Pappe added that “the responsibility of Israeli Jews is far greater than that of anyone else involved in advancing peace in Israel and Palestine. Israeli Jews are coming to realize this fact, and this is why the number who support pressuring Israel from the outside is growing by the day. It is still a very small group, but it does form the nucleus of the future Israeli peace camp”.

Whilst the Israeli media seems to begin to notice these few Israeli activists, the activist should not expect much airtime, and should expect to be interrupted many times by indignant interviewers, as in this recent interview of BDS activist Ronnie Barkan by Yaron London.

This “BDS from within” is problematic for the Israeli-Zionist psyche, because it disrupts the comfortable discourse that labels BDS as “anti-Semitic”, “questioning our right to exist”, “delegitimizing us” or “undermining our very existence”. If these are people “from within”, and if the accusations hold, then the obvious logical consequence must be that these people are “self-haters” or “traitors”. This is why Pappe regards such an act as “saying farewell to the tribe”. He knows this perhaps best, as a professor then at the University of Haifa who, due to his support for the Palestinian cause, around the time of his treating the Palestinian Nakba as “The Ethnic Cleansing of Palestine” (his 2006 book), was condemned in the Knesset; the minister of education publicly called for him to be sacked; and his pictures appeared in the country’s biggest-selling newspaper at the centre of a target. Next to it, a popular columnist addressed his readers thus: “I’m not telling you to kill this person, but I shouldn’t be surprised if someone did.”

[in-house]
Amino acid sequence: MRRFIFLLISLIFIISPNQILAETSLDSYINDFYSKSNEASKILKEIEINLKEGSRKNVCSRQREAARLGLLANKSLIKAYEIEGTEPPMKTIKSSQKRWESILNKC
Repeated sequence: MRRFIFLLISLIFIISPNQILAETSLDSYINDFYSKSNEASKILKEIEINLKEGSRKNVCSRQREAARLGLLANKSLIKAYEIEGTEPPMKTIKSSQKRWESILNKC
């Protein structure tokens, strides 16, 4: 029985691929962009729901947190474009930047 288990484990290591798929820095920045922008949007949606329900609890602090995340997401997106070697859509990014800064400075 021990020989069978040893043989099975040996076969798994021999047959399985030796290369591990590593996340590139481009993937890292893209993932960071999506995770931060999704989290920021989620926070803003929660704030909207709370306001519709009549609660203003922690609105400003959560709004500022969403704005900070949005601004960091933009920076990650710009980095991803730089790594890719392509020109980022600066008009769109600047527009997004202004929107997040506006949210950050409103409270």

But there is more to ”BDS from within”, if one also regards Jews abroad as a part of the ”Jewish State”. And Israel does regard all Jews, worldwide, as its potential automatic citizens. This is why the support for BDS from many Jews and Jewish organizations, particularly in USA, and particularly from the young generation, has come to disturb the conservative Jewish constituency. The growing support for BDS on American campuses, also by many Jewish students, is what led the American billionaires Sheldon Adelson and Haim Saban to establish an anti-BDS campaign on campuses. The venture was called Campus Maccabim and was started up with a $50 million fund last year. Saban, who is one of Hillary Clinton’s leading supporters, has meanwhile left the venture, but we should not be in doubt that fighting BDS is a main cause for him: “I know you agree that we need to make countering BDS a priority”, Clinton wrote to Saban last year, a stance she reaffirmed in an article, saying:

“I also will combat growing efforts to isolate Israel internationally and to undermine its future as a Jewish state, including the Boycott, Divestment and Sanctions movement. I’ve spoken out against BDS in the United States and at the U.N., and will continue to do so.”